.Net Framework 4.7.2 EmailAddressAttribute validation

Thursday, May 17, 2018 5:18 PM

Consider the following test, which has been passing on every framework version before 4.7.2:

Assert.IsFalse(new EmailAddressAttribute.IsValid("foo@bar"));

Upgrade to 4.7.2 and that test fails, because "foo@bar" is considered a valid email address. How come? It turns out that EmailAddressAttribute has two different validation mode. One is a very crude validation method which is described in this 2015 CoreFx issue as:

We had earlier decided that the purpose of EmailAddressAttribute was just to prevent "fat-fingering" errors - not to prevent every possible invalid email address. The algorithm we currently use is "must have at least one '@' and the '@' cannot be at the start or the end." The above passes that test (along with many other potential errors). Suggest we don't fix this, but feel free to chime in.

The other is a more complete validation method using a regular expression. It is that regular expression-based method that is used by default, prior to Framework 4.7.2. Now, Framework 4.7.2 contains a lot of changes aiming at align with .NET Core. For some reason, the regular expression here is a problem (see below), and is not used by default anymore.

Indeed, the System.ComponentModel.DataAnnotations.AppSettings class contains code looking like:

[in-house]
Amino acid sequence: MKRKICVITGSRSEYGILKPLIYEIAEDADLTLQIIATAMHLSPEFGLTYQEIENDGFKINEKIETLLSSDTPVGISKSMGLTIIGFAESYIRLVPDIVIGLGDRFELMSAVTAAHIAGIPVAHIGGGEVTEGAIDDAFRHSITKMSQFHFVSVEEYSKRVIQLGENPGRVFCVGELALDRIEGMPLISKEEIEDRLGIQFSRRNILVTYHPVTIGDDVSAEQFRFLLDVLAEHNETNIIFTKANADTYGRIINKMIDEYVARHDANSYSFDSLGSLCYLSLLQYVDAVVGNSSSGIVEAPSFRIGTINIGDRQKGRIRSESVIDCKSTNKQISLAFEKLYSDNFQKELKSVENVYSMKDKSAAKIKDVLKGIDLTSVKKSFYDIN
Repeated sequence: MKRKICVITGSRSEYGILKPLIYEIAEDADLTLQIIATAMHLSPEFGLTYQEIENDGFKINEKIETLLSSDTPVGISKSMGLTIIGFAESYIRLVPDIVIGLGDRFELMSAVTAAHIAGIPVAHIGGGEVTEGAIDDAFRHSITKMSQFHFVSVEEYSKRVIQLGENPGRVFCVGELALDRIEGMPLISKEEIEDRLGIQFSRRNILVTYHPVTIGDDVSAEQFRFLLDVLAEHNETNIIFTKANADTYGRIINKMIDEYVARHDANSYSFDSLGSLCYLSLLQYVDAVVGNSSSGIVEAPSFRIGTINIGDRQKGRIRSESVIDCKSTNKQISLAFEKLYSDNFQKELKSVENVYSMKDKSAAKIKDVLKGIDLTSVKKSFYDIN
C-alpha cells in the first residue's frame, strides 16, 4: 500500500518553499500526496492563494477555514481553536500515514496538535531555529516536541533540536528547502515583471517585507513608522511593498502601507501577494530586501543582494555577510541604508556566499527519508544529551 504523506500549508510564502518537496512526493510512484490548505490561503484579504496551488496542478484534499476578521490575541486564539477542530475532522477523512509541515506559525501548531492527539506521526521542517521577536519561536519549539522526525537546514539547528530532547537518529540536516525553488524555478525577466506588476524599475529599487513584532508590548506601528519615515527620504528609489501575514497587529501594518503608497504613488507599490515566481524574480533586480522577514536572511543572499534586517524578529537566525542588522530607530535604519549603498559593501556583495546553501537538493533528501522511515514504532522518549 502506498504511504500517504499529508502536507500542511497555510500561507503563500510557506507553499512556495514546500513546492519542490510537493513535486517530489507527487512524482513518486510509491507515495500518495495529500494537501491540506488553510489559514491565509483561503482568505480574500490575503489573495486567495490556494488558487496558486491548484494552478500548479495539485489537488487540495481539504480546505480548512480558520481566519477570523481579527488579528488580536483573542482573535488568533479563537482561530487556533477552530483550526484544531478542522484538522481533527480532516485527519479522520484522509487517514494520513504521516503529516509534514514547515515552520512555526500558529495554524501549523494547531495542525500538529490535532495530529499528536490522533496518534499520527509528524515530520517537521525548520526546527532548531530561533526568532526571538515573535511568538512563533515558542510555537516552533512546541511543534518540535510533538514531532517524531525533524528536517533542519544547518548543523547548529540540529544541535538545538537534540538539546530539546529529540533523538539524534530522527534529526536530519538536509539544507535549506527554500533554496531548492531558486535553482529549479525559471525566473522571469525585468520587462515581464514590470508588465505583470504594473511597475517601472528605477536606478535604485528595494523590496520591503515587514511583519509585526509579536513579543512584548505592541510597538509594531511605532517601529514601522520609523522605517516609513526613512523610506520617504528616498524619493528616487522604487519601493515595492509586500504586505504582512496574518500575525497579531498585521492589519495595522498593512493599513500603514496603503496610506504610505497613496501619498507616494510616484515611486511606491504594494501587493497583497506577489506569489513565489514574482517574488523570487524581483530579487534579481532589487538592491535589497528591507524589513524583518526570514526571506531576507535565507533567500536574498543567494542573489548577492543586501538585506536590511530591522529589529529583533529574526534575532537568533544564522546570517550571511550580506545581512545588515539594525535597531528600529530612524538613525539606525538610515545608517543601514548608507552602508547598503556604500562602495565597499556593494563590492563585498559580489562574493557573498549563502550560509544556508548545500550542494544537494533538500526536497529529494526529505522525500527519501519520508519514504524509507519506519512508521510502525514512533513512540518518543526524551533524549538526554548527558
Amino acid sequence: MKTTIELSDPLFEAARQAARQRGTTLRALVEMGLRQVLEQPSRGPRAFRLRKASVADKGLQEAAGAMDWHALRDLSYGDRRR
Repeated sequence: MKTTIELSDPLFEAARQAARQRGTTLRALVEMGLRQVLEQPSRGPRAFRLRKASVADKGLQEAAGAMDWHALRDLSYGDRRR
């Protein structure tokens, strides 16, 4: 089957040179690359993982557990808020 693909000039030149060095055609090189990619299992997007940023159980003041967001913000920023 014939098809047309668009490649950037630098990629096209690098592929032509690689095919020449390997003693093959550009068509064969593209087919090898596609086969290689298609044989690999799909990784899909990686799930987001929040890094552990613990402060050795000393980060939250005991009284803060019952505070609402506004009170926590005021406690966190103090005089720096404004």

disableRegEx = BinaryCompatibility.Current.TargetsAtLeastFramework472;

Thus disabling regular expressions on Framework 4.7.2 and falling back to the crude validation. But... there is a trick: it is possible to force the regular expression back, by adding the following app setting:

<add key="dataAnnotations:dataTypeAttribute:disableRegEx" value="false"/>

And, woot, the test passes again!

Yes, but... why?

Using a magic trick without understanding it is... annoying. Luckily, a bit of googling can help understand what is going on. In fact, this change (considered minor) is documented in Microsoft's aspnet-472-compat-doc.md document which states:

Staring with .NET Framework 4.7.2, this config switch is set to true by default to further reduce secure vulnerability for web applications that target .NET Framework 4.7.2 and above.

So, the reason for the change is security. And, the recommendation is to use the app setting to restore the expected behavior.

comments powered by Disqus